Veterans Benefits Information

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Veterans Benefits Information

For Forgotten Veterans, a Dignified End

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Some 50 veterans die poor and alone in New York City each year. A network of former military peers makes sure they receive a dignified send-off with all due ceremony.

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Memorial Day Events

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Every year, organizers across Georgia -- municipalities, veterans service organizations, private businesses, and others -- host Memorial Day events honoring our state's heroes.

This year, as every year, we have compiled a list of every event submitted to the GDVS. 


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Support National Poppy Day on social media

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This year The American Legion Family has called upon Congress to designate May 26, 2017, as National Poppy Day to expand awareness and provide support everywhere for all who have served and sacrificed in the U.S. armed forces. NALPA members are encouraged to help spread the message by wearing poppies and sharing on social media who they are wearing the poppy for.

When posting National Poppy Day support to social media, please use the hastags #PoppyDay and #LegionFamily.

Click here to see samples of National Poppy Day social media postings.

 

 

 

 

 

 

 

 

 

 

 

 


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Commander's fundraising goal still attainable

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While Rachel’s husband was deployed for the second time, her only form of transportation for their three young children broke down. After making the costly repairs to the vehicle, little money was left at the end of the month to pay for household expenses. The American Legion’s Temporary Financial Assistance (TFA) program was there to support Rachel and her children, and honor her husband’s service by paying for their mortgage, electricity and gas bill.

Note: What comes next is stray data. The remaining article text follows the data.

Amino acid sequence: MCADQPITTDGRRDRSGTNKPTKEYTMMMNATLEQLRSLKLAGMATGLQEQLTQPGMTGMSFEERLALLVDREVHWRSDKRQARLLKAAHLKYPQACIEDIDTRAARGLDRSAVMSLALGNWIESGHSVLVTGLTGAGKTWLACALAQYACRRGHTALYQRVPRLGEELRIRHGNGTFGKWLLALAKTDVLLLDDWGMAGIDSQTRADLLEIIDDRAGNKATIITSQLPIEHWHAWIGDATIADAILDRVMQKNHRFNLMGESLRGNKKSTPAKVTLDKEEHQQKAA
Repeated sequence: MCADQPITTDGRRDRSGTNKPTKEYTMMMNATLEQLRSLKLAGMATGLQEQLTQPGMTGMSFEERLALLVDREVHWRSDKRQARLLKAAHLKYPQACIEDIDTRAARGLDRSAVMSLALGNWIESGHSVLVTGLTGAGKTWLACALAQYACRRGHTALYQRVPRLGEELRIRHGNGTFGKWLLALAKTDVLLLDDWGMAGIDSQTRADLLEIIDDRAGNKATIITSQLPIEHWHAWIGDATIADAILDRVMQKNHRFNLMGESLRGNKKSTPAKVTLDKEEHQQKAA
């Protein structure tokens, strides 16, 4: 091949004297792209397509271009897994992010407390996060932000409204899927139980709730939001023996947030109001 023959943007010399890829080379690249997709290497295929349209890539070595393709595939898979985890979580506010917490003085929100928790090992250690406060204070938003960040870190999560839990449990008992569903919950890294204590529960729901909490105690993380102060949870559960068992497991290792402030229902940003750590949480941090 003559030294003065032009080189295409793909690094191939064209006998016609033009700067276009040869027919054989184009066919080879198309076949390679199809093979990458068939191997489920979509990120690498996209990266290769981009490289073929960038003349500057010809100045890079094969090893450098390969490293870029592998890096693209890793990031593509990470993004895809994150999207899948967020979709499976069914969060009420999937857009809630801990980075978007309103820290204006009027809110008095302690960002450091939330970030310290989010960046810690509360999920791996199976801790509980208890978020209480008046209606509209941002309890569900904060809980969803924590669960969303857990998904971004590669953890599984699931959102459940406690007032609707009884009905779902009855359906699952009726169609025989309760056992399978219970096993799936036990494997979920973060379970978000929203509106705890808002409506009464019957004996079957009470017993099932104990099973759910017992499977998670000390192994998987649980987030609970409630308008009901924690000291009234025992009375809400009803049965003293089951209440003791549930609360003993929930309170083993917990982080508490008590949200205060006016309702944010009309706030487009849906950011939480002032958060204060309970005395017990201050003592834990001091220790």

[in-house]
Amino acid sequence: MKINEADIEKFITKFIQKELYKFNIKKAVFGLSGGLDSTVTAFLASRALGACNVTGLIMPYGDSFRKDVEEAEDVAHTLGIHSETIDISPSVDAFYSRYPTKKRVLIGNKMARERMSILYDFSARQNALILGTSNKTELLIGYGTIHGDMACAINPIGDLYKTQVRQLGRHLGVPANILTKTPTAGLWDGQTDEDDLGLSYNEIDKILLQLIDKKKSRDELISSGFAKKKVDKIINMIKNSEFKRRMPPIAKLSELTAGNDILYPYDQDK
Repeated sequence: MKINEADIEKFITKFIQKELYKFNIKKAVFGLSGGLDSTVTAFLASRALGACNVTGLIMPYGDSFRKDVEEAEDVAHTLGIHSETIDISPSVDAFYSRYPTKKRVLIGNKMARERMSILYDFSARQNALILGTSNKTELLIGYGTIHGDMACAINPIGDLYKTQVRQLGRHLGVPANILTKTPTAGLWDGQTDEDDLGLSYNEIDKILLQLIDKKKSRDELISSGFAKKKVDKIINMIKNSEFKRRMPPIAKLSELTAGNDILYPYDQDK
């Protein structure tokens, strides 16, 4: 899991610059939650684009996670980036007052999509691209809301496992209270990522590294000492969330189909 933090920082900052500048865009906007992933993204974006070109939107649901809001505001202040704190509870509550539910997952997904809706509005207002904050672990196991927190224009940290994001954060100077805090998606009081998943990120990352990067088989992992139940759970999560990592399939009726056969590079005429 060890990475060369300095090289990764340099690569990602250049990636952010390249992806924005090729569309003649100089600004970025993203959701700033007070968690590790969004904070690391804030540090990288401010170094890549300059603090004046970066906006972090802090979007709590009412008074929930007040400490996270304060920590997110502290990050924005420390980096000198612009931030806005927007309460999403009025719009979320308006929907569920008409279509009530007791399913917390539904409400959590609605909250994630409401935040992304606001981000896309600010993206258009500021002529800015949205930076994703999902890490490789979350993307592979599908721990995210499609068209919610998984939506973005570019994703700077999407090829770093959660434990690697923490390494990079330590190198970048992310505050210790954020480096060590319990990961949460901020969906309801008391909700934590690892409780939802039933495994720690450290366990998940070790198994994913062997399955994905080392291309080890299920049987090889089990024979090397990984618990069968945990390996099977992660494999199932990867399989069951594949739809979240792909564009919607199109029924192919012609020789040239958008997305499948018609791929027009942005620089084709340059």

Rachel is one of thousands of eligible military spouses, servicemembers and veterans with children who have benefited from the Legion’s TFA program. Since January, TFA has provided more than $238,000 in cash grants that have helped 158 families with 336 minor children maintain basic needs such as shelter, utilities, clothing, food and medical care. And since its inception 92 years ago, TFA has awarded more than $15 million in cash grants to aid veterans and their minor children.

American Legion National Commander Charles E. Schmidt’s fundraising project is to raise $1 million for TFA during his tenure as national commander, which comes to a close in August during the organization’s 99th National Convention in Reno, Nev.

American Legion service officers are also part of Schmidt’s fundraising project, and his goal is to raise another $1 million for service officer training. Today, nearly 3,000 American Legion service officers help more than 700,000 veterans and their families file disability claims and apply for VA benefits and other forms of assistance, free of charge.

“Both programs depend on charitable contributions to offer the free assistance. That’s why I have made service officer training and TFA the focus of my fundraising project,” Schmidt said.

To support either of these great programs – TFA and service officer training – visit www.legion.org/donate and select “Commander’s Fund.” Then, under the "Program Designation" tab, select "Commander's Charity Fund."

Or send a check to American Legion Charities (put “Commander’s Fund” on the memo line) and mail it to The American Legion, 5745 Lee Road, Indianapolis, IN 46216. The fund has 501(c)(3) status and all money raised goes directly to the programs.


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Legion Baseball, Boys State alumni capture effects of PTSD on film

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War and the effects it has on troops returning home is captured in the award-winning film “Battle Scars,” a drama and thriller produced by two American Legion program alumni. The film won the Founder’s Choice Award at the 2015 GI Film Festival and will be available July 14 for Legion posts to screen.

“Battle Scars” is about a young Marine who is suffering from both post-traumatic stress disorder (PTSD) and other wounds unseen after returning home from Afghanistan, and is trying to forget what happened during his service overseas but his father, also a veteran, won’t let him. He in turn crosses paths with a woman “who leads him into a violent world every bit as dangerous and isolating as the brutality that (he) so desperately left behind in Afghanistan.”

Danny Buday, writer and director of “Battle Scars” and a California Boys State alum, and associate producer Lane Carlson, who played American Legion Baseball for Post 491 in Bayport, Minn., spoke with The American Legion about the inspiration for the film and how their participation in Legion programs impacted their support for America’s military heroes.